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Tree roots can affect sewers and what you can do about them

Tree roots get into sewers when a sewer pipe develops a crack or other damage and nutrients and moisture leak into the soil, attracting the roots. About 50% of all sewer backups and overflows in the Town are caused by tree roots. Not only do sewer lines on private property get clogged, but the roots can grow into the Town’s sewers causing spills from those pipes as well.

The solution: Root penetration can be remedied by repairing the faulty sewer pipe and ridding the pipe of roots. The maintenance of private sewers is the responsibility of private property owners. The Town will repair and clean out public sewer lines. Long established Town policy assigns responsibility for the construction, maintenance and repair of house connection sewer service lines from the main to the serving property to the property owner.


Fats, oil, and grease can block sewer lines.

Fats, oils, and grease often stick to the insides of sewer pipes when washed into kitchen plumbing systems. This can block pipes and cause spills that back up into the kitchen or overflow on private property and in the streets, causing property damage, environmental problems, and other health hazards.


    AT HOME 

  • Scrape grease and food scraps from plates, pots, pans, utensils, and grills (or other cooking surfaces) into a container or directly into the trash can for disposal.
  • Do not put grease down garbage disposals.
  • Use baskets or strainers in sink drains to catch food scraps and other solids and dispose of them in the trash.


  • Implement Kitchen Best Management Practices
  • Install a grease interceptor that is sized and manufactured to handle the amount of grease byproduct anticipated.
  • Maintain your grease interceptor in proper operating condition by having it cleaned and serviced frequently.


The Town is reducing spills that pose a risk to our health and the environment. Maintenance crews regularly clean the sewers to prevent spills. They also respond to emergencies when a sewer blockage occurs. As a result, the number of spills in the Town has significantly decreased over the last five years.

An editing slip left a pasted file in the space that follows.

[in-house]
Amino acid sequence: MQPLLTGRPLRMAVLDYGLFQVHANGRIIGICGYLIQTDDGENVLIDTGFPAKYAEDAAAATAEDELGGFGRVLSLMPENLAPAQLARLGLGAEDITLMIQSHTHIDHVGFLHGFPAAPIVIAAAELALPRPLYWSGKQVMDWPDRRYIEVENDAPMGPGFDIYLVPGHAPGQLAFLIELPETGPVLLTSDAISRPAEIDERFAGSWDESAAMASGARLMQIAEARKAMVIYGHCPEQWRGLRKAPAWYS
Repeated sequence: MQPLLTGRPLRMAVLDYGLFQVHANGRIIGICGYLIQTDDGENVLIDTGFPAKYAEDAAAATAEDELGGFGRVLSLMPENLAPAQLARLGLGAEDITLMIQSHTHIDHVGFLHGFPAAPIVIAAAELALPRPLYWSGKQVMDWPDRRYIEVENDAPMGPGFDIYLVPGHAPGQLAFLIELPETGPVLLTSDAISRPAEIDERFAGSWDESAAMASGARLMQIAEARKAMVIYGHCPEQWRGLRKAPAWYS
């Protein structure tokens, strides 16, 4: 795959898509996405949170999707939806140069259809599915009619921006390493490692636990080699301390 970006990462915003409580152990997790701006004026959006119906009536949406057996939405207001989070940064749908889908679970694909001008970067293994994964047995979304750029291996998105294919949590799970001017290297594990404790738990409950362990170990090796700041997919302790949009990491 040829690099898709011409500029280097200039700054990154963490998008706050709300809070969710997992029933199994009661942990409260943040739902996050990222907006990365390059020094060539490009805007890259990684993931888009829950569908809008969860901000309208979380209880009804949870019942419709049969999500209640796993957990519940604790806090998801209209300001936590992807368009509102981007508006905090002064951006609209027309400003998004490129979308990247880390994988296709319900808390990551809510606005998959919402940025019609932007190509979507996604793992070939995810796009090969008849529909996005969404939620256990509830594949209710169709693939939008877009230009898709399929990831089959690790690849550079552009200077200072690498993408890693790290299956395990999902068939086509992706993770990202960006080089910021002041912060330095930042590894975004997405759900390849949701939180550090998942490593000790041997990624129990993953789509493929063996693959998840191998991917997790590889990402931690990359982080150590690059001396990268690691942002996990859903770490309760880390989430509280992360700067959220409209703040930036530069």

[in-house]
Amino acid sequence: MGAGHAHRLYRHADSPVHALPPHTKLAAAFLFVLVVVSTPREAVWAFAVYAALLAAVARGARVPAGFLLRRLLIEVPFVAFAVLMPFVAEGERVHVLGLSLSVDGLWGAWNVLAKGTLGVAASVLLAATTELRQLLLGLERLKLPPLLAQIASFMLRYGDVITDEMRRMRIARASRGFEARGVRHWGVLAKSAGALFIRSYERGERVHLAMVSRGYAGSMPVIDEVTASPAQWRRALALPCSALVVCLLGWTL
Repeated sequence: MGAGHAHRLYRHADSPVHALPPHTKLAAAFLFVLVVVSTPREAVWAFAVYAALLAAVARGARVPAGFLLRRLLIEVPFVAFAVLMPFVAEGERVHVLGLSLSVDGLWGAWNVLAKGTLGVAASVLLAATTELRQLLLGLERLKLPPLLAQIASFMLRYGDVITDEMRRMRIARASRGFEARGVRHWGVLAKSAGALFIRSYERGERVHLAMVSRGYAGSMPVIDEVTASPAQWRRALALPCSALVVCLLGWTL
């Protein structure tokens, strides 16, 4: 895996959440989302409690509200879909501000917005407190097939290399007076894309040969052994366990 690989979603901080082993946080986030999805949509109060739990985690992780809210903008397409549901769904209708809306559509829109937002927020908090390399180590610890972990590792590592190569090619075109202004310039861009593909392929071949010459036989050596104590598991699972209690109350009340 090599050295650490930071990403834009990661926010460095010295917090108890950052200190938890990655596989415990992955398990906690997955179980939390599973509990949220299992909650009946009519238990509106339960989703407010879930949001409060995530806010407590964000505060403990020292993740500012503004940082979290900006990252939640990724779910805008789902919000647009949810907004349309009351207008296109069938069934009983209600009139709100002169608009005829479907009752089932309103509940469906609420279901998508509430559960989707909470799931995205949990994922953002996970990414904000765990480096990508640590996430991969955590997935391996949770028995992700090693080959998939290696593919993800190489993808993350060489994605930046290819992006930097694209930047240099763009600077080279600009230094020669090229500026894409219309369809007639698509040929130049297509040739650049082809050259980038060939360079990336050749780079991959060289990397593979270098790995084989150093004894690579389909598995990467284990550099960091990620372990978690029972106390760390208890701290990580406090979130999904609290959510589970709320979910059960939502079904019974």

Fats, oil, grease, and tree roots from our homes and businesses are the most common causes of spills. The result can be a sewage overflow, usually through maintenance holes and onto the street. The sewage then runs into the gutters and eventually into storm drain inlets. The storm drain system is connected to our rivers. Spills create a hazard that is potentially dangerous to our health and the environment because the wastewater that overflows is not treated.

How odors are caused and how the Town prevents them. Odors usually remain inside of the sewers, but when a pipe runs quite full and/or the sewer changes its elevation underground enough to stir up the wastewater, smells build up to the point where they can escape to the outside air. Odors can escape sewers through pick holes in maintenance hole covers, through vents, and other very small openings in the pipeline and connection points.

Sewage blockages can also cause backups into homes and businesses that do not have properly operating sewer backwater valves.

Sewer laterals are pipes that connect buildings to the public sewer system and are considered private sewers. Property owners are responsible for operating and maintaining sewer laterals.

After Hours Emergency Contact

For after-hours emergencies call (901)-387-9005 or 911 to receive help for a utility emergency.

Avoid Utility Scams

Utility Scam Spreads Across the Nation An increase in reported utility scams nationwide involves callers claiming to represent utility companies, demanding payment for a past-due balance through a prepaid card, and threatening to shut off service if payment is not received.

This is an attempt at fraud. Some of the attempts have included emails and phone calls, but the Town of Somerville discourages all customers from providing personal, confidential information to any unknown party. Please report suspicious calls or other types of contact to your local police department or Federal Trade Commission.

How to Avoid Falling for Scams*:

  • Be wary of giving personal information over the phone. Never provide your Social Security Number, credit card number or banking information to anyone requesting it over the phone or at your home unless you initiated the contact and feel confident with whom you are speaking.
  • Use your own personal information. Always pay your bills with your own personal information; never pay your bills with information that is not your own.
  • Do your research. If you receive a call claiming to be your utility company and feel pressured for immediate payment or personal information, hang up the phone and call the customer service number on your utility bill.
  • Beware of the door-to-door sales approach. Never allow anyone into your home to check electrical wiring, natural gas pipes or appliances unless you have scheduled an appointment or reported a utility problem. Always ask utility employees for proper identification.
  • Be proactive. If you already have provided information to someone claiming to offer this service, contact your bank immediately. Also contact the three national credit bureaus - Equifax, Experian and TransUnion – and request a notation be made on your account so that it doesn’t impact your credit rating.
  • Inform others. Share this information with friends and family so they do not become victims. The elderly are common victims of this type of scam, but anyone who pays a utility bill is a potential victim.